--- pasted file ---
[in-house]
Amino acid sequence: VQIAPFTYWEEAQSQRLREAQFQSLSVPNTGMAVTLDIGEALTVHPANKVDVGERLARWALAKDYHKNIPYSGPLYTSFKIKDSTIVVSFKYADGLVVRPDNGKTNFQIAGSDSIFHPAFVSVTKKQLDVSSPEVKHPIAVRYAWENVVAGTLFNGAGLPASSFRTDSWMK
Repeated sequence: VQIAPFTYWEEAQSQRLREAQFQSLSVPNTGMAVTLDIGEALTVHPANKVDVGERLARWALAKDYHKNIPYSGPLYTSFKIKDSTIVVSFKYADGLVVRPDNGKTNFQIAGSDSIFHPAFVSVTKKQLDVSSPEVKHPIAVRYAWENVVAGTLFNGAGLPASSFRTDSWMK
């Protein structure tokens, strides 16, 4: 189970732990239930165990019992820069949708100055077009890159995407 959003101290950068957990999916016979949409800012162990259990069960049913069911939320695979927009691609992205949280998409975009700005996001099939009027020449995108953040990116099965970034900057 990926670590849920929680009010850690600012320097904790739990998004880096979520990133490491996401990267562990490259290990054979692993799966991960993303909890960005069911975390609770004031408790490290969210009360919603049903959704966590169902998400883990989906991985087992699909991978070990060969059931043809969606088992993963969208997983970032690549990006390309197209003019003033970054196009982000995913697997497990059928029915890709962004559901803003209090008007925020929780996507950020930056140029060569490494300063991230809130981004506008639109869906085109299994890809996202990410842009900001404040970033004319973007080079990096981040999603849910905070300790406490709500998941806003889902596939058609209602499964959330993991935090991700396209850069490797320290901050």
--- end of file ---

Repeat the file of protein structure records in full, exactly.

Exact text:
[in-house]
Amino acid sequence: VQIAPFTYWEEAQSQRLREAQFQSLSVPNTGMAVTLDIGEALTVHPANKVDVGERLARWALAKDYHKNIPYSGPLYTSFKIKDSTIVVSFKYADGLVVRPDNGKTNFQIAGSDSIFHPAFVSVTKKQLDVSSPEVKHPIAVRYAWENVVAGTLFNGAGLPASSFRTDSWMK
Repeated sequence: VQIAPFTYWEEAQSQRLREAQFQSLSVPNTGMAVTLDIGEALTVHPANKVDVGERLARWALAKDYHKNIPYSGPLYTSFKIKDSTIVVSFKYADGLVVRPDNGKTNFQIAGSDSIFHPAFVSVTKKQLDVSSPEVKHPIAVRYAWENVVAGTLFNGAGLPASSFRTDSWMK
């Protein structure tokens, strides 16, 4: 189970732990239930165990019992820069949708100055077009890159995407 959003101290950068957990999916016979949409800012162990259990069960049913069911939320695979927009691609992205949280998409975009700005996001099939009027020449995108953040990116099965970034900057 990926670590849920929680009010850690600012320097904790739990998004880096979520990133490491996401990267562990490259290990054979692993799966991960993303909890960005069911975390609770004031408790490290969210009360919603049903959704966590169902998400883990989906991985087992699909991978070990060969059931043809969606088992993963969208997983970032690549990006390309197209003019003033970054196009982000995913697997497990059928029915890709962004559901803003209090008007925020929780996507950020930056140029060569490494300063991230809130981004506008639109869906085109299994890809996202990410842009900001404040970033004319973007080079990096981040999603849910905070300790406490709500998941806003889902596939058609209602499964959330993991935090991700396209850069490797320290901050």